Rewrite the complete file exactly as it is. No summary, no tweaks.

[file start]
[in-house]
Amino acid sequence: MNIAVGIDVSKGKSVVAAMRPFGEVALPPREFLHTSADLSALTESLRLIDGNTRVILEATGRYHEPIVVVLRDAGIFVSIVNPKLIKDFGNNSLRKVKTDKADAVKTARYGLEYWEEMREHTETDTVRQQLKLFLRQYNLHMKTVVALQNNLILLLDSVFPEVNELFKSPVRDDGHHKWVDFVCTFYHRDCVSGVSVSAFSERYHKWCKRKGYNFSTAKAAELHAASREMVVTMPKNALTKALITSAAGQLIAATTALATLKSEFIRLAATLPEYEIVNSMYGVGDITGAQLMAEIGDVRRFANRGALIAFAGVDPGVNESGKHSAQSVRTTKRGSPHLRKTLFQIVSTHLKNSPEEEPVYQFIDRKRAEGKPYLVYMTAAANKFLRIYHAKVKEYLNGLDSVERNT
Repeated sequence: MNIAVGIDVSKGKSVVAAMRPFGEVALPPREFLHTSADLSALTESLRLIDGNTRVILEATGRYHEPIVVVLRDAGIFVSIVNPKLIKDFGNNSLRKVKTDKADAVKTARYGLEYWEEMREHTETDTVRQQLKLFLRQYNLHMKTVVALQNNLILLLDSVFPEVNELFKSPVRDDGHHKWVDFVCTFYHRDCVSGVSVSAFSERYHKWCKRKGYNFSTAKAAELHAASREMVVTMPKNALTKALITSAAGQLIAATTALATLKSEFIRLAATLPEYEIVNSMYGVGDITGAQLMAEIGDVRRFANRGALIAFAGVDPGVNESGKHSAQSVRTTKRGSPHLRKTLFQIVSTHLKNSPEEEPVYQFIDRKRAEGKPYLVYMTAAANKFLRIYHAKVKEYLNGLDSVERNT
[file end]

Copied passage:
[in-house]
Amino acid sequence: MNIAVGIDVSKGKSVVAAMRPFGEVALPPREFLHTSADLSALTESLRLIDGNTRVILEATGRYHEPIVVVLRDAGIFVSIVNPKLIKDFGNNSLRKVKTDKADAVKTARYGLEYWEEMREHTETDTVRQQLKLFLRQYNLHMKTVVALQNNLILLLDSVFPEVNELFKSPVRDDGHHKWVDFVCTFYHRDCVSGVSVSAFSERYHKWCKRKGYNFSTAKAAELHAASREMVVTMPKNALTKALITSAAGQLIAATTALATLKSEFIRLAATLPEYEIVNSMYGVGDITGAQLMAEIGDVRRFANRGALIAFAGVDPGVNESGKHSAQSVRTTKRGSPHLRKTLFQIVSTHLKNSPEEEPVYQFIDRKRAEGKPYLVYMTAAANKFLRIYHAKVKEYLNGLDSVERNT
Repeated sequence: MNIAVGIDVSKGKSVVAAMRPFGEVALPPREFLHTSADLSALTESLRLIDGNTRVILEATGRYHEPIVVVLRDAGIFVSIVNPKLIKDFGNNSLRKVKTDKADAVKTARYGLEYWEEMREHTETDTVRQQLKLFLRQYNLHMKTVVALQNNLILLLDSVFPEVNELFKSPVRDDGHHKWVDFVCTFYHRDCVSGVSVSAFSERYHKWCKRKGYNFSTAKAAELHAASREMVVTMPKNALTKALITSAAGQLIAATTALATLKSEFIRLAATLPEYEIVNSMYGVGDITGAQLMAEIGDVRRFANRGALIAFAGVDPGVNESGKHSAQSVRTTKRGSPHLRKTLFQIVSTHLKNSPEEEPVYQFIDRKRAEGKPYLVYMTAAANKFLRIYHAKVKEYLNGLDSVERNT